First we meet Clair (Deneen Melody) and her sister Claudia (Gloria Galvan), the latter mute throughout at least in terms of spoken words. The play lasts an hour, which might be just as well given how much of an emotional horror show it turns out to be. These two sisters are at its bleeding, wounded heart--children of appetites, defined by same. Before long we meet a client, JJ (Adam Neubauer), who has come to the house called Nowhere seeking their sexual favors, having heard of them but knowing little. He doesn't believe or pay much heed to what they tell him. Probably thinks them mad. Foolishly, for this reason he seems to think them harmless.

The year is 1935, but we soon journey back to 1915 when the seeds of what is about to happen first took root--poisonous plants in almost barren soil. Then this house belonged to Doris (Anne Westcott) and her husband Horace (Sebastian Munoz) with their teenaged daughter Grace (Kristi Ellingsworth), paid a visit by Horace's obnoxious, rich brother Jonny (John Lewandowski). He has a proposition...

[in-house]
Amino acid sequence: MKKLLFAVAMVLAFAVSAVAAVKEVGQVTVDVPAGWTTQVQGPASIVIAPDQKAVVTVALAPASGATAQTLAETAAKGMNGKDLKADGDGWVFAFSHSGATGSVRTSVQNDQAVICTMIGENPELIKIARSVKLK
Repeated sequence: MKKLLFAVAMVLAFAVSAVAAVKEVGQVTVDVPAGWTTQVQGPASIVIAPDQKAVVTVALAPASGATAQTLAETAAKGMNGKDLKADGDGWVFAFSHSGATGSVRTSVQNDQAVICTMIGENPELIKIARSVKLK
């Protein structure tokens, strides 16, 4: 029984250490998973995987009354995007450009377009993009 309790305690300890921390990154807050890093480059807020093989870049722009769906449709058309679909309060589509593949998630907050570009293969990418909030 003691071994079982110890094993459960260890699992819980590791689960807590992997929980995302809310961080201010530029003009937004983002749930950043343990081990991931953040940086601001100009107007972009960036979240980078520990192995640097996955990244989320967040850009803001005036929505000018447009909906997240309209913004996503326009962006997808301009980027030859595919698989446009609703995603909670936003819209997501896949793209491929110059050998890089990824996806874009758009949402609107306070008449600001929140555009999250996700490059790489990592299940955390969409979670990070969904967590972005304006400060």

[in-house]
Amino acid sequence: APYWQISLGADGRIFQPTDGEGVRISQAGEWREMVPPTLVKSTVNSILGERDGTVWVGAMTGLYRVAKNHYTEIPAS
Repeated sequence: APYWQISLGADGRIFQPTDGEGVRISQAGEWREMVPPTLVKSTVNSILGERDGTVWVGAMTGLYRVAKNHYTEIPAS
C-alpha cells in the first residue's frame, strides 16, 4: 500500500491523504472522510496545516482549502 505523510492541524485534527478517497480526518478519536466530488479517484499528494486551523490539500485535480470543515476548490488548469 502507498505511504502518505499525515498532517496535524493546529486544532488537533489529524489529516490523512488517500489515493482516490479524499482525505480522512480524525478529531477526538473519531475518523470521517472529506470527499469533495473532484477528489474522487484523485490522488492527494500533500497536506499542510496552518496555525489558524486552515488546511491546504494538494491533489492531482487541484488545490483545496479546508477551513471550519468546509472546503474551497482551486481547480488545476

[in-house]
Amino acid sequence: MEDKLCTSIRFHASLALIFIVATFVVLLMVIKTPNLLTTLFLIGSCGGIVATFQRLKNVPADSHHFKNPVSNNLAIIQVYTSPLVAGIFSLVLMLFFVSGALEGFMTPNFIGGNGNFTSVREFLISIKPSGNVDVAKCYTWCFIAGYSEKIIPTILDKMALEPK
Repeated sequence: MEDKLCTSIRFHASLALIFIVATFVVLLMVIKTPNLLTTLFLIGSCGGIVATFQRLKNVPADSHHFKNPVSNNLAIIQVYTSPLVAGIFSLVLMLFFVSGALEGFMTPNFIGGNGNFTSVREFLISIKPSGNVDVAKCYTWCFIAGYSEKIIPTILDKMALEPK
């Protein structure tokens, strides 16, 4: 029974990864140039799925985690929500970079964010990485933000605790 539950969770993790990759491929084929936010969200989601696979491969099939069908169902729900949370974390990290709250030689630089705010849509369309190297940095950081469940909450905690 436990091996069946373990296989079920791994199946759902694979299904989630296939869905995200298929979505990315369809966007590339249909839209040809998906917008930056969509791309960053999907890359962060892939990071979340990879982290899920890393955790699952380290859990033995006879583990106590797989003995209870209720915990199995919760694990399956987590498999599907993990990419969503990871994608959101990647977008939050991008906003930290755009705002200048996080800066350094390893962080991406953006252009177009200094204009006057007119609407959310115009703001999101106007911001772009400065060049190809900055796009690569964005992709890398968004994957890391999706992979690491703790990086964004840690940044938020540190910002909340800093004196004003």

All the characters seem and are bigger than life--or perhaps as big as life gets might be a better way to put it. Were they written that way? To some extent, yes. But the actors themselves had to rise to that level, and the whole ensemble did. Indeed, apart from the whole almost-sublime horror show of the plot, staged so well by the director (honestly, I've never not enjoyed a play directed by Zombie Joe), I want to point out a few performers for real excellence. No one did a poor job. Every single one rose to the challenge of what must be a difficult play to perform--not least because of the heightened nature of the language. But Deneen Melody, Gloria Galvan, Sebastian Munoz and Z33RO just knock everything out of the park--not least by their raw commitment to every single movement and action demanded of them. For what these four achieve alone I would recommend the show. Anne Westcott and Sasha Snow likewise bring some genuinely difficult characters to (uncomfortable) life, along with the help of Shelby Wilson as one of many prostitutes that litter the dramatis personae.

Make no mistake, this makes for an evening of horrific theatre. A nightmare brought to life. A tragedy of human error that wrecks human souls. Not for the faint of heart.

But if this is your taste, if gazing into such an abyss is what you find worthwhile, I do recommend the show.

Dummies plays Saturday evenings at 8:30pm through October 4, 2014 at Zombie Joe's Underground Theatre at 4850 Lankershim, North Hollywood CA 91601 (across the street from KFC, just south of the NoHo sign). Tickets are $15 each, and can be purchased at or by calling (818) 202-4120.